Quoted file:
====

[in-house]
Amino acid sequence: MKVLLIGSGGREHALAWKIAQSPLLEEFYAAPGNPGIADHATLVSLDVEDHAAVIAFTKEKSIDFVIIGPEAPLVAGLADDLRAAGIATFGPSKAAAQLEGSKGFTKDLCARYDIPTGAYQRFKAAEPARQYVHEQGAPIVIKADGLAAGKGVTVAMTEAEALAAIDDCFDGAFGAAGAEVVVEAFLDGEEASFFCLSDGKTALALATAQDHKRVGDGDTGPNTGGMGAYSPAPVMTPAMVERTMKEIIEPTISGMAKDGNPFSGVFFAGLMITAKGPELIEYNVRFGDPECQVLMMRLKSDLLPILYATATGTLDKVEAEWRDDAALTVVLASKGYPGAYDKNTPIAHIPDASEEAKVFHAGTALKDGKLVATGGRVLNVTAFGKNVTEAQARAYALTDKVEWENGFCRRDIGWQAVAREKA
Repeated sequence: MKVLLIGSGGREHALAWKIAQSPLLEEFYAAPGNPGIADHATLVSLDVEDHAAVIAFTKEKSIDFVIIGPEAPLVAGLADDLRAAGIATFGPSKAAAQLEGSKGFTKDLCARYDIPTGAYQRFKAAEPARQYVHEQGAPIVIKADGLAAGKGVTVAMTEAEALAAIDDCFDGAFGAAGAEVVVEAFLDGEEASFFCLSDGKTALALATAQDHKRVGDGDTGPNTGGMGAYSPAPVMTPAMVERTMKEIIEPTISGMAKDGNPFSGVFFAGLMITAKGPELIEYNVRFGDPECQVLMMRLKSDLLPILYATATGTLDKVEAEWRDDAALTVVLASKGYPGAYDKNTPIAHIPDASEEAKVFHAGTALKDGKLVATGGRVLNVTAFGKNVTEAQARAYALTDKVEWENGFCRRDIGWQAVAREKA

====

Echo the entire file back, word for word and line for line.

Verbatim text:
[in-house]
Amino acid sequence: MKVLLIGSGGREHALAWKIAQSPLLEEFYAAPGNPGIADHATLVSLDVEDHAAVIAFTKEKSIDFVIIGPEAPLVAGLADDLRAAGIATFGPSKAAAQLEGSKGFTKDLCARYDIPTGAYQRFKAAEPARQYVHEQGAPIVIKADGLAAGKGVTVAMTEAEALAAIDDCFDGAFGAAGAEVVVEAFLDGEEASFFCLSDGKTALALATAQDHKRVGDGDTGPNTGGMGAYSPAPVMTPAMVERTMKEIIEPTISGMAKDGNPFSGVFFAGLMITAKGPELIEYNVRFGDPECQVLMMRLKSDLLPILYATATGTLDKVEAEWRDDAALTVVLASKGYPGAYDKNTPIAHIPDASEEAKVFHAGTALKDGKLVATGGRVLNVTAFGKNVTEAQARAYALTDKVEWENGFCRRDIGWQAVAREKA
Repeated sequence: MKVLLIGSGGREHALAWKIAQSPLLEEFYAAPGNPGIADHATLVSLDVEDHAAVIAFTKEKSIDFVIIGPEAPLVAGLADDLRAAGIATFGPSKAAAQLEGSKGFTKDLCARYDIPTGAYQRFKAAEPARQYVHEQGAPIVIKADGLAAGKGVTVAMTEAEALAAIDDCFDGAFGAAGAEVVVEAFLDGEEASFFCLSDGKTALALATAQDHKRVGDGDTGPNTGGMGAYSPAPVMTPAMVERTMKEIIEPTISGMAKDGNPFSGVFFAGLMITAKGPELIEYNVRFGDPECQVLMMRLKSDLLPILYATATGTLDKVEAEWRDDAALTVVLASKGYPGAYDKNTPIAHIPDASEEAKVFHAGTALKDGKLVATGGRVLNVTAFGKNVTEAQARAYALTDKVEWENGFCRRDIGWQAVAREKA